First of all, let’s abstract the http request and response and write an interface for the controller.

interface IHTTPRequest {
  headers: Record<string, string>;
  body: any;
}

interface IHTTPResponse {
  statusCode: number;
  response: any;
  headers?: Record<string, string>;
}

interface IController {
  execute(request: IHTTPRequest): Promise<IHTTPResponse>;
}

And as we said before, the controller will validate the input and pass it to the usecase layer to execute the business logic.

And again we will inject the usecase in its constructor.

class CreateTodoController implements IController {
  private createTodo: CreateTodoUsecase;

  constructor(createTodo: CreateTodoUsecase) {
    this.createTodo = createTodo;
  }

  async execute(request: IHTTPRequest): Promise<IHTTPResponse> {
    try {
      if (!isValid(request.body)) {
        return {
          statusCode: 400,
          response: {
            error: 'Invalid input'
          }
        }
      }

      const createTodoInput: CreateTodoUsecaseInput = {
        title: request.body.title
      }

      const todo = await this.createTodo.execute(createTodoInput);

      return {
        statusCode: 201,
        response: {
          data: todo
        }
      }
    } catch (e) {
      return {
        statusCode: 500,
        response: {
          error: 'Something wrong happened'
        }
      }
    }
  }
}

Putting it all together

So far we have an implementation of the controller, the usecase but not the repository. So let’s implement a MongoDB implementation of it.

class MongoDBTodoRepository implements ITodoRepository {
  private db: Db;

  constructor(db: Db) {
    this.db = db;
  }

  async createTodo(todo: ITodoSchema): Promise<boolean> {
    const { insertedCount } = await this.db.collection('todos').insertOne(todo);

    return insertedCount > 0;
  }

  // ..... Rest of the methods
}

What we can do now is instantiate a repository, suply it to the usecase which we will suply to the controller and then use the controller with whatever framework we want.

import db from './db'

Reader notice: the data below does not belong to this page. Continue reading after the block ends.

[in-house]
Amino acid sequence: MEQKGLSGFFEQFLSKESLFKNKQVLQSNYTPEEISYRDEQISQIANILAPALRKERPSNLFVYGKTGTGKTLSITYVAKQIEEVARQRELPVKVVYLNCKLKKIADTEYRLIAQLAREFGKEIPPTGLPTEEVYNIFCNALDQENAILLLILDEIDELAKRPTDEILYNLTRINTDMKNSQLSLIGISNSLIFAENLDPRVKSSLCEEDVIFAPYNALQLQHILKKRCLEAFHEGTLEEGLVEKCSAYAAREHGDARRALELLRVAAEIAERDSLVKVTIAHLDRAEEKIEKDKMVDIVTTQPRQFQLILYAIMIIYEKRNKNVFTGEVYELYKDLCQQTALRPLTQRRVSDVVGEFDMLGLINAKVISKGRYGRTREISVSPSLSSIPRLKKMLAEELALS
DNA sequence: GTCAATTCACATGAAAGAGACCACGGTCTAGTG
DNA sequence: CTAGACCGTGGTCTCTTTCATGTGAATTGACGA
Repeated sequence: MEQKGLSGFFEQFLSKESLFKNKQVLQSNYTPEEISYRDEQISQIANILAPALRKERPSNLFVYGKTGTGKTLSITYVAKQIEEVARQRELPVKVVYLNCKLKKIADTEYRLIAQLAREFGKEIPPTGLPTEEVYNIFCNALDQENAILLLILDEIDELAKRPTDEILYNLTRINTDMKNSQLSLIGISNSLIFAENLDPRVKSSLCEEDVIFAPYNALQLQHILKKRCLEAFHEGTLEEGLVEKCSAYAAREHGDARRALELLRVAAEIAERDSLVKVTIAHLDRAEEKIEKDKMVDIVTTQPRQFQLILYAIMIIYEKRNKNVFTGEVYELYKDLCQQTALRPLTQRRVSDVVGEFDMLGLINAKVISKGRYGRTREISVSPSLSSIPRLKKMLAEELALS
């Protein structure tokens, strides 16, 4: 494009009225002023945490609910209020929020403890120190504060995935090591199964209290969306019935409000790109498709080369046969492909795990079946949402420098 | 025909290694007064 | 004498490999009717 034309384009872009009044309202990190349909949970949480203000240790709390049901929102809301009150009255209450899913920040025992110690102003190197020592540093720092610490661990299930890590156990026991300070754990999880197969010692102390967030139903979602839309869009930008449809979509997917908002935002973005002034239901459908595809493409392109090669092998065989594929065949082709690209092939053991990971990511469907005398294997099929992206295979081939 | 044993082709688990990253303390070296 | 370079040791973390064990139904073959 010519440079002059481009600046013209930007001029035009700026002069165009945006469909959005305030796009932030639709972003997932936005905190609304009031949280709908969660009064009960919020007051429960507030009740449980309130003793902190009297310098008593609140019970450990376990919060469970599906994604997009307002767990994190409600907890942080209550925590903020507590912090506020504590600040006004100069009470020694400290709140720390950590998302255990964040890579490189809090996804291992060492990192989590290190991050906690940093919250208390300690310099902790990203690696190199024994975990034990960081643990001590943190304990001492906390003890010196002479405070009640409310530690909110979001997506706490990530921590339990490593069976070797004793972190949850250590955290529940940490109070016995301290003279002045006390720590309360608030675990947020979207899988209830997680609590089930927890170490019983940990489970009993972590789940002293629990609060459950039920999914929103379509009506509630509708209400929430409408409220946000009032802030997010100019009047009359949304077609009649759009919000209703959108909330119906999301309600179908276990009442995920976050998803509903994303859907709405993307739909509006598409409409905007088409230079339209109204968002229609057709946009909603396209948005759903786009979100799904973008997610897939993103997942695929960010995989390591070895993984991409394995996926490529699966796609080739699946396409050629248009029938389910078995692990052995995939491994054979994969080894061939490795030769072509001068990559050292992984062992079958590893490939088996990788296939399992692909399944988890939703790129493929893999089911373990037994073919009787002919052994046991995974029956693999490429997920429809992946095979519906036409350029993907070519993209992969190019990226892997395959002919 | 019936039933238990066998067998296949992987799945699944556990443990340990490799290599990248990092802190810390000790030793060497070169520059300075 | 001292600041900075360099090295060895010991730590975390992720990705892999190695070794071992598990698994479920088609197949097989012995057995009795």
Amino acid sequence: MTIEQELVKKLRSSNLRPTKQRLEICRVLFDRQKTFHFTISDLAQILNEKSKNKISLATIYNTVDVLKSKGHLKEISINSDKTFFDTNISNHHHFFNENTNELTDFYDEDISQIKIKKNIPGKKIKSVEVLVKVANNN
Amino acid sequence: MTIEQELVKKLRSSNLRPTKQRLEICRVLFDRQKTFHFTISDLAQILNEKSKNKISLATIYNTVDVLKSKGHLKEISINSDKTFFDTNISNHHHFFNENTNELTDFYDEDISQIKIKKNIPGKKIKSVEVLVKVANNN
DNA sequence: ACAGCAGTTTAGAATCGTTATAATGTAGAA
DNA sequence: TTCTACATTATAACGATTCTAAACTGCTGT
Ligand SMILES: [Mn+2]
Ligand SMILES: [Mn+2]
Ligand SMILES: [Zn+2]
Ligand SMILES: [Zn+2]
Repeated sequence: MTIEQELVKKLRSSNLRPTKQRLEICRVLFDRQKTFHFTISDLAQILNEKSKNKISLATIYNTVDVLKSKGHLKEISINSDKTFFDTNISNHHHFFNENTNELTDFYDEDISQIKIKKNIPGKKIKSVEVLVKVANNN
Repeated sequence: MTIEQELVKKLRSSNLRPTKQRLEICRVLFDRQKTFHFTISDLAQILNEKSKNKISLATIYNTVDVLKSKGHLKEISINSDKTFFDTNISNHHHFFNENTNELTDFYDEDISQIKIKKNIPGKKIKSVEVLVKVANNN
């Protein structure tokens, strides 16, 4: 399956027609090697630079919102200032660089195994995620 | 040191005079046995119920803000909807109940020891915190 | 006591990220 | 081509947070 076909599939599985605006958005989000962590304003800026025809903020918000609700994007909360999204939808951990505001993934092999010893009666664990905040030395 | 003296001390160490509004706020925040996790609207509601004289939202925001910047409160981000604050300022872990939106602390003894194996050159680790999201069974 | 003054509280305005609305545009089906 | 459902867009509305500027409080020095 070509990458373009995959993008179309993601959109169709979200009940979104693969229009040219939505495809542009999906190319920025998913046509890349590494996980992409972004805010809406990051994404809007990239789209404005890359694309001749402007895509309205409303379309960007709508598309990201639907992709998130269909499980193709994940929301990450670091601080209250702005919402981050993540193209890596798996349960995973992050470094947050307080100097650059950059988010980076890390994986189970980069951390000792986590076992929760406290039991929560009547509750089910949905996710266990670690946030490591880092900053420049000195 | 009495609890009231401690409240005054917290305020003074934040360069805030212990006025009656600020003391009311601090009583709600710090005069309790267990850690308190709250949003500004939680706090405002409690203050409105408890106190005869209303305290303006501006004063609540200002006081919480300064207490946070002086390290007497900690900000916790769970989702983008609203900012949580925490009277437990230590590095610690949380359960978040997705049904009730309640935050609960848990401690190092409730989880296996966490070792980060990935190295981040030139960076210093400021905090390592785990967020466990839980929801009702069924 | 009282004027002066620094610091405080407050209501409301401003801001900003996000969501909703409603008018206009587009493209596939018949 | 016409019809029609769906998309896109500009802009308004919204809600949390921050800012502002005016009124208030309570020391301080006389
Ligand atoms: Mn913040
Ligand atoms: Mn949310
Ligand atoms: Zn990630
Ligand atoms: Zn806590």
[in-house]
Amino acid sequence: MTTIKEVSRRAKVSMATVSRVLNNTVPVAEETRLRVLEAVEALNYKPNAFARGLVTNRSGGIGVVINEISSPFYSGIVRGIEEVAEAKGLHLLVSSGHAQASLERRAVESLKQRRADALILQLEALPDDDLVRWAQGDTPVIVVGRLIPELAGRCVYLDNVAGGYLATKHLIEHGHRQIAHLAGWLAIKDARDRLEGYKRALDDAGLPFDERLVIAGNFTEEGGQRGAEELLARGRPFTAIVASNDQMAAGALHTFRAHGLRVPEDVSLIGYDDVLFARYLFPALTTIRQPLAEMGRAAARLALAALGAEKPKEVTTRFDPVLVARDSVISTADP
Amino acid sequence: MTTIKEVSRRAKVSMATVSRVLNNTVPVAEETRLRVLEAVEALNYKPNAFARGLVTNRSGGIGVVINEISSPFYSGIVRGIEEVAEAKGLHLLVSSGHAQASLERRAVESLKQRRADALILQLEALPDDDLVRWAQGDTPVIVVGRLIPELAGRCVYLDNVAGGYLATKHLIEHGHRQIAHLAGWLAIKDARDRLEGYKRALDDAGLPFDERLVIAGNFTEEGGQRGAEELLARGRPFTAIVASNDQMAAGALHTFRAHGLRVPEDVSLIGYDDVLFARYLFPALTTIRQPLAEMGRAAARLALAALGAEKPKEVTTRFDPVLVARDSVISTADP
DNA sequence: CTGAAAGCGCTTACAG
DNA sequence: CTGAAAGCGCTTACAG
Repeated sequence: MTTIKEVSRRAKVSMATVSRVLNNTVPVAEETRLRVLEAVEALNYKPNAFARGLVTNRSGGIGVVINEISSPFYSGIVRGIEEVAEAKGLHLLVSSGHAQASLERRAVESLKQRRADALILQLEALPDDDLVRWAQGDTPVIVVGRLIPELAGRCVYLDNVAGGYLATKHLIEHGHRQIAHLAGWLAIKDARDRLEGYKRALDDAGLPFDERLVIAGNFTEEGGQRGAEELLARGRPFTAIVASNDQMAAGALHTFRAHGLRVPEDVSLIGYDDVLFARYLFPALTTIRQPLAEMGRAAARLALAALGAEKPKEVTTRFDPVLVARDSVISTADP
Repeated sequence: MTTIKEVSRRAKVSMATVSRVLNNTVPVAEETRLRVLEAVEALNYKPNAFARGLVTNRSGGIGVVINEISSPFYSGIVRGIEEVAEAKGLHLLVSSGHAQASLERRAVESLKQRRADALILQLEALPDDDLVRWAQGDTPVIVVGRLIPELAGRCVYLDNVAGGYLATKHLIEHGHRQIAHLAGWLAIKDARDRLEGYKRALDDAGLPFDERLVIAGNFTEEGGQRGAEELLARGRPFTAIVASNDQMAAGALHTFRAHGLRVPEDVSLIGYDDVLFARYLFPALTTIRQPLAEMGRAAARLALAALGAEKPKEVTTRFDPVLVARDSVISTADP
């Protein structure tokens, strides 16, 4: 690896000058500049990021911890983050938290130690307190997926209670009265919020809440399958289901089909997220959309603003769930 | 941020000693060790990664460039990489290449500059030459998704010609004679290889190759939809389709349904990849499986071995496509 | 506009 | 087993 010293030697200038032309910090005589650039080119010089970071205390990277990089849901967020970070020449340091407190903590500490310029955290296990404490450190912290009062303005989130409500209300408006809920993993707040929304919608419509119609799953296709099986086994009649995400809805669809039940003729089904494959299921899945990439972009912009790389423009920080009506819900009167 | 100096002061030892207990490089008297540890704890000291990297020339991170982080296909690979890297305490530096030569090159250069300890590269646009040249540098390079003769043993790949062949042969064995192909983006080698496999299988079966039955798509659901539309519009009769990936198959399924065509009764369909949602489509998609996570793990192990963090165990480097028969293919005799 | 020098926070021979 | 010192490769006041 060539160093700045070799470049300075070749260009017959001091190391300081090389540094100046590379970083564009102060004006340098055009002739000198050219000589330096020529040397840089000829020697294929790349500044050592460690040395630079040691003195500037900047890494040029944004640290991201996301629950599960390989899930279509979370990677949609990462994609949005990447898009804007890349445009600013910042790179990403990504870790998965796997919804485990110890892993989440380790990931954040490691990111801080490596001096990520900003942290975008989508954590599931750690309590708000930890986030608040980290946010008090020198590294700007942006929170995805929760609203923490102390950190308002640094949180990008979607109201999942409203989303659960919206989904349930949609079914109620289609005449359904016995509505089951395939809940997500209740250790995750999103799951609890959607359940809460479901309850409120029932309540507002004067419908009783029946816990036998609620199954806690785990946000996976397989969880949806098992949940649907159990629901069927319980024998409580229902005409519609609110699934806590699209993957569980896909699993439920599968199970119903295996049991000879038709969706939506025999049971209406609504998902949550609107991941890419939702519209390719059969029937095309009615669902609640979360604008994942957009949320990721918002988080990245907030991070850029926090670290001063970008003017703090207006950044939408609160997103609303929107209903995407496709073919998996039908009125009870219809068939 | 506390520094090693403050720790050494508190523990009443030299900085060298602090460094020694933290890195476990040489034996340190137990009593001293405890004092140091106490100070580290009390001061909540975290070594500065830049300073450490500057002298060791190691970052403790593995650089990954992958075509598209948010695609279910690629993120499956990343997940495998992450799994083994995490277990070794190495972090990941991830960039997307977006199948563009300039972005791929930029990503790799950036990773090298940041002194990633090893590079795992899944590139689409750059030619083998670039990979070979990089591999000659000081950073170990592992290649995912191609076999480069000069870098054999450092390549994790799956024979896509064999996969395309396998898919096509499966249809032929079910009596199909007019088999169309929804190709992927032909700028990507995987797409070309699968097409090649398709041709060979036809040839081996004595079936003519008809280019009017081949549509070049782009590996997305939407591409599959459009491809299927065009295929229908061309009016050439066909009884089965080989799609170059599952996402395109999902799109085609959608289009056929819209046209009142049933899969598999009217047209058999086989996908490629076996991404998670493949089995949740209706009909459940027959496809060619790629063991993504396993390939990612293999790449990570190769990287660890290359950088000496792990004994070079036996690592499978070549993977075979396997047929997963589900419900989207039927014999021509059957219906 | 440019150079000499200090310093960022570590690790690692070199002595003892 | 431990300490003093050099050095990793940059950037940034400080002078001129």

const todoRepository = new MongoDBTodoRepository(db);
const createTodoUsecase = new CreateTodoUsecase(todoRepository);
const createTodoController = new CreateTodoController(createTodoUsecase);

With Express:

const app = express()
app.post('/api/v1/todos', (req, res) => {
  try {
    const request = {
      headers: req.headers as any,
      body: req.body
    }

    const response = await createTodoController.execute(request);
    
    res.status(response.statusCode).json(response.response);
  } catch (e) {
    res.status(500).json({
      error: 'Something wrong happened'
    });
  }
});

With AWS Lambda:

export default (event) => {
  try {
   const request = {
      headers: event.headers,
      body: event.body
    }

    const response = await createTodoController.execute(request);

    return {
      statusCode: response.statusCode,
      body: JSON.stringify(response.response)
    }
  } catch (e) {
    return {
      statusCode: 500,
      body: JSON.stringify({
        error: 'Something wrong happened'
      });
    }
  }
}

Conclusion

As you can see we were able to use the same code with express and aws lamda, and you can implement an adapter for each so that you don’t repeat the same adaptation code again.

And we are not coupled to MongoDB, when you need to move to SQL, simply implement an SQL version of ITodoRepository and supply it to your usecases.

But anyway. I went very simple in this app just to provide a proof of concept and of course there a lot more to add.

AND PLEASE DON’T OVERENGINEER SIMPLE AND SMALL APPS

References